How can a “simple” infection kill in a few hours?
There are medical emergencies where every minute can be critical and make the difference between life and death. One of the most serious of them is sepsis – a violent and uncontrolled reaction of the body to an infection, which can deteriorate within a few hours to system collapse and death. This is a very significant phenomenon: according to According to recent data, nearly a fifth of the deaths in the world in 2017 were due to sepsis. Despite this, awareness of the issue is very low. Most people are completely unaware of the danger, and even more so do not know how to recognize the symptoms of the phenomenon. The price of not knowing is high, because awareness and quick diagnosis may save lives.

“If we had known better, we would have brought our son to the hospital 24 hours earlier, but we didn’t know. We thought it was the flu at best,” said Adam Grimberg, the father of Toby, a boy who almost died of sepsis. For the father, the story began when Tobi’s school called to tell him that his son was not feeling well and asked him to come quickly to pick him up. In a short time the son’s condition deteriorated, he suffered from a high fever and a skin rash, and when his condition continued to deteriorate they had to hospitalize him.

At the hospital the doctors were very afraid for his life and Tovi was euthanized. His condition continued to worsen, and when his kidneys and liver began to collapse, the doctors decided as a last resort to connect him to an Acmo device, a kind of sophisticated breathing machine that replaces the work of the heart and lungs together. Fortunately Toby survived, probably also thanks to his young age and being an athletic and healthy boy. But even so he needed prolonged medical treatment and long rehabilitation.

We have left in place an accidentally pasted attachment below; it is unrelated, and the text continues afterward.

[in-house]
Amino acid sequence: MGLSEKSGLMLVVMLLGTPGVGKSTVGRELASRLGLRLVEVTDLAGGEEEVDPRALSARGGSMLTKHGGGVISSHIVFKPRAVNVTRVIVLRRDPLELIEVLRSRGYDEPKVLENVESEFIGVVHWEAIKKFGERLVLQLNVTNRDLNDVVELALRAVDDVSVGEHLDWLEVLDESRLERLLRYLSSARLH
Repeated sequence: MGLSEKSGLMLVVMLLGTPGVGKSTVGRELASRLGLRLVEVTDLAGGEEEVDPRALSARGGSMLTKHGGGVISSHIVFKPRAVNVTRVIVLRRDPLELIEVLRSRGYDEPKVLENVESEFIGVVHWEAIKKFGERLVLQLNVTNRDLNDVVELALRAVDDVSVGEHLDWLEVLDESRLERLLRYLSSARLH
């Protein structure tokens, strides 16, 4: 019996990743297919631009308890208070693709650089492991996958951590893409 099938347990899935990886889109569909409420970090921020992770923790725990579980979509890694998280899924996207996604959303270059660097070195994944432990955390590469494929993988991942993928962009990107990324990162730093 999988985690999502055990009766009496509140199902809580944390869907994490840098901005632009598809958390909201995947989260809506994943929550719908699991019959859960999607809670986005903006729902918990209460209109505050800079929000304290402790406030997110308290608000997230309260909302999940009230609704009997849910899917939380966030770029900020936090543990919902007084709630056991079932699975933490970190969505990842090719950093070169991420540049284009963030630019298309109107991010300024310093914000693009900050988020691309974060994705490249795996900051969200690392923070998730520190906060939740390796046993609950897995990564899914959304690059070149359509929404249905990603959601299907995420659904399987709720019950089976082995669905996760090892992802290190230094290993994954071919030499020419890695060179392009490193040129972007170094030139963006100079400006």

luck of Kim Smith Improve her less. During a vacation in Spain she felt pain in her back and the doctor diagnosed a kidney infection. When she arrived at the hospital, she was diagnosed with sepsis, and within a short time her condition deteriorated and she fell into a coma. The doctors told her family that she only had a few hours left to live and to prepare for the worst.

With great efforts, the doctors managed to keep her alive, but at a heavy price. A week after she was hospitalized, her palms and feet turned black and necrosis developed in them due to a lack of blood supply and oxygen. With no choice, they had to partially amputate all four of her limbs to save her life. Only after nine weeks she woke up from the coma. These are just two examples out of millions of cases that occur every year, many of which end in death.

“internal rot”

Sepsis is An ancient medical concept, introduced for the first time Already in the hands of the one who is considered to be the greatest physician of ancient Greece, Hippocrates, many years before they knew about the existence of bacteria and viruses. Hippocrates saw sepsis as a dangerous biological decay process that occurs in the body and therefore called it “sepsis”, from the Greek word sepsin which means “to cause decay”.

Over the years the definition of the phenomenon called sepsis has changed several times. in the early 90s of the last century, a large group of doctors and scientists established an agreed medical definition for the concept for the first time. six years ago The definition has been re-updated in accordance with the development of knowledge in the field.